Tag Archives: Eric James

The Last Royal – Catching Up with Eric James

Last Royals Eric James Interview

The Last Royals Eric James Interview Miles AwayThe Last Royals burst onto the Alt-Rock scene five years ago with their sweetly addictive hit “Crystal Vases.”  Since then, they delivered an extremely likeable album packed with addictive, fun pop rock, but if you’re like most alt-rock fans, you probably never even knew.  Now, the creator of The Last Royals, Eric James has delivered something very different on the intoxicating new album Never Be Alone.  It’s another excellent album, but the sound has changed a bit since you last hear his voice.

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Twistification Album Review – The Last Royals Are Back


The Last Royals – Twistification  9 out of 10

For those familiar with this talented NYC Indie-Rock duo, it has been a long wait for this album to be released. (Check out our interview with front man Eric James from late 2010 where he discussed the forthcoming release.)

After my first few listens of Twistification, it seems well worth the wait.  Eric James and Mason Ingram have been working on this release for almost two years, following up the success of their self-titled debut EP and its cornerstone offering, the catchy hit “Crystal Vases.” The new album builds on the previous success and is a fantastic way to start off the 2013 rock music year.

On Twistification, we get another glimpse of the band’s original hit, as well as a few re-imagined versions of songs off of the debut EP.  We also get eight new tracks just screaming for airplay.  James and Ingram simply just churn out fun, catchy rock tunes, and there have to be at least a half-dozen potential hits on the album.  It’s an absolute blast to listen to, and one that will be an early favorite for Alt-Rock fans everywhere. It’s not all rollicking upbeat rock nuggets; as the band also shows the depth and breadth of their abilities with a few deeper, slower tracks. The Ooh La La Records release also features some interesting production effects, which generally work well to weave the album together.

The album kicks off and closes with complementary songs, “Winter Waltz” and “Barefoot Winter Waltz,” a pair of tender, sensitive, introspective tracks that expertly ebb and flow as the protagonist wrestles with the complexities of a broken relationship. It’s a great way to bracket the album and pull everything together. James vocals are absolutely fantastic on the latter.

James has a distinctive voice and a clear talent for lyric writing.  On Twistification, he takes his unique peeks at life in the big city and shares the experiences in a way that is relate-able and memorable.  The songs between the “waltzes” are generally hard-driving rollicking fun rock ‘n roll.  Many of the tunes have a cool summertime, cruising vibe to them.  “Only the Brave” was the first single released and it’s a great representation of what we’ll find throughout the album.  It’s a roaring anthem that will resonate with fans of all ages.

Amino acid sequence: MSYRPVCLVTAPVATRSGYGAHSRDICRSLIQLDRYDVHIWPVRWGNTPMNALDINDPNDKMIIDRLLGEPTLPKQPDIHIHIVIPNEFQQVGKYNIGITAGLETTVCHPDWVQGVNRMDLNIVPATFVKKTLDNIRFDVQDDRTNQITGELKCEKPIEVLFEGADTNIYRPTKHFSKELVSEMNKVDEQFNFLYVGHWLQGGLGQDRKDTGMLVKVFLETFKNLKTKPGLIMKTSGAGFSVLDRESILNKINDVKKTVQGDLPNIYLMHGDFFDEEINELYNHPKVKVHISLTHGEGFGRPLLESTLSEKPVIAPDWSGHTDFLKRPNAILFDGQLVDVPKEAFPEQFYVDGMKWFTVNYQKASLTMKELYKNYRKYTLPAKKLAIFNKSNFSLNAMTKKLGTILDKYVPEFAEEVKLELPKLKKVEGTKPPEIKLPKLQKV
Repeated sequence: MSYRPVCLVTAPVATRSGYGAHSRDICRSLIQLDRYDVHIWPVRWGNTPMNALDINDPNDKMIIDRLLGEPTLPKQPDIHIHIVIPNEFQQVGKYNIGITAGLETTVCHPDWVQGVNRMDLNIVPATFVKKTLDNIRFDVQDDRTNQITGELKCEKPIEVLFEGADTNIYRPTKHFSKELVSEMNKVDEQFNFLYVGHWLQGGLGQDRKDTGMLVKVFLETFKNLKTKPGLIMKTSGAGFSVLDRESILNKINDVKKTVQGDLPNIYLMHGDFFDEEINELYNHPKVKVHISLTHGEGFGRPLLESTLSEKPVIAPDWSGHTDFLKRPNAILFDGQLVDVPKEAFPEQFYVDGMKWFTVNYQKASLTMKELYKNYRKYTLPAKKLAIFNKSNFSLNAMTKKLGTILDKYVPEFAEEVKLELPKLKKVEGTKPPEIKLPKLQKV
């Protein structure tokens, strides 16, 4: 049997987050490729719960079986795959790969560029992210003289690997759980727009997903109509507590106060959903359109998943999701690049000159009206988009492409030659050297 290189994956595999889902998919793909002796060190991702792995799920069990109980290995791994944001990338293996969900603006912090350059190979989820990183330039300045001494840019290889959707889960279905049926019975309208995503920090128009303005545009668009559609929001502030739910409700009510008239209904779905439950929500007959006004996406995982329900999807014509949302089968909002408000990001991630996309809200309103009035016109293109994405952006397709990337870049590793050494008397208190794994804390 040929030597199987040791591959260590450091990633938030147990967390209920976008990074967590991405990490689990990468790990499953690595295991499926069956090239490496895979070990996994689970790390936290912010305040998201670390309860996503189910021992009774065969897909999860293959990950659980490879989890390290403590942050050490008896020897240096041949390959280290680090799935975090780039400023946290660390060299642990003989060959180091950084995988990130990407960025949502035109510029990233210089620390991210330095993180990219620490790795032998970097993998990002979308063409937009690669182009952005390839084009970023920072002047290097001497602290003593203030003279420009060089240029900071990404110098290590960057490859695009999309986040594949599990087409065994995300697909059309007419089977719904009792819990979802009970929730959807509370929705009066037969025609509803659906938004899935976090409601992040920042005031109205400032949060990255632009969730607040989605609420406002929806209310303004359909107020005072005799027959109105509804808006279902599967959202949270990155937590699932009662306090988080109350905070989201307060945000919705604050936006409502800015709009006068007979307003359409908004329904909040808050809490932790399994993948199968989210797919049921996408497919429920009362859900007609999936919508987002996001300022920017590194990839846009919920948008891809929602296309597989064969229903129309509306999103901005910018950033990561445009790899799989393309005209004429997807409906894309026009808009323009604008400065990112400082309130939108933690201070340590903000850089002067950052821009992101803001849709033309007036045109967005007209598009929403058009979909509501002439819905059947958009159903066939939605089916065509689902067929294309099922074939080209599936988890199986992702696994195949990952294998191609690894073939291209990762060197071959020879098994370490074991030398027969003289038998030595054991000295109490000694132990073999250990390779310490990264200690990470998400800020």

On “Friday Night” we get a great glimpse of James’ penchant for featuring old 80’s era analog keyboards.  It’s a cool touch that gives the songs an old school feel while at the same time driving through new boundaries.  It’s another track that’s impossible not to enjoy.  “Good Day Radio” is cut from the same cloth, just a bit more over the top.  I find myself feeling guilty about enjoying it so much, but, like the rest of the album, it’s just addictive enjoyable music.

My two favorite songs cover two ends of the spectrum.  “All Over Again,” is a poignant love song and an absolute sure fire hit for the band.  It’s got a fantastic hook, “Let’s fall in love all over again; If it’s love that you want just tell me the where and the when.” It’s beautiful, memorable, and incredibly likeable. The other personal favorite is the dark melancholy “I Hate California;” a stark stripped down ode to an unhappy place that many listeners will be able to relate to. Both of them have the makings of classics we’ll be hearing on soundtracks for years to come.

“Crystal Vases” was the 2010 surprise hit on Sirius XM’s Alt-Nation and sounds much the same on this release.  “Come Take My Hand” from the EP receives a makeover and has a richer sound with more tender vocals that work great.  “Always To Belong” is the other track carried forth from the EP.  Although it is creatively re-imaged, I enjoyed the original more.  But, despite my preference for the original, I’m impressed by the band’s continuous attempts to push their own boundaries and break new creative ground.

It’s still incredibly early in the year, but this dynamic masterpiece is destined to be one of the releases that becomes the soundtrack for the year.  It’s hip, cool, addictive rock that you’ll find impossible to put down. Grab your copy now at this link: Twistification – The Last Royals

Rock On!

Eric James of The Last Royals Visits RARA’s Farm

Featuring infectious melodies and riveting vocals, The Last Royal’s are riding high on the recent success of their addictive alt-rock hit “Crystal Vases” from their self-titled EP.  They’re currently in the studio putting the finishing touches on their eagerly anticipated debut album, tentatively titled Twistification.  Along with Mason Ingram, Eric James make up this dynamic new band. James, the lead singer and the creative power behind the songs on the EP, took a few minutes out of his busy schedule to chat with us.

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Cretin: I first heard you guys on Sirius XM’s AltNation, when they played “Crystal Vases.” How did you guys get that break? Were you targeting AltNation?

Eric James: We had signed with, Ooh La La Records, and their radio promoter was targeting college and FM specialty radio.  Regan, who’s a great DJ as well as the program director at AltNation heard the song and actually tracked me down personally through Facebook. He loved the music and just simply wanted to work it because he liked it. They just started playing it; it caught on and they got good feedback from listeners and that’s where we’re at.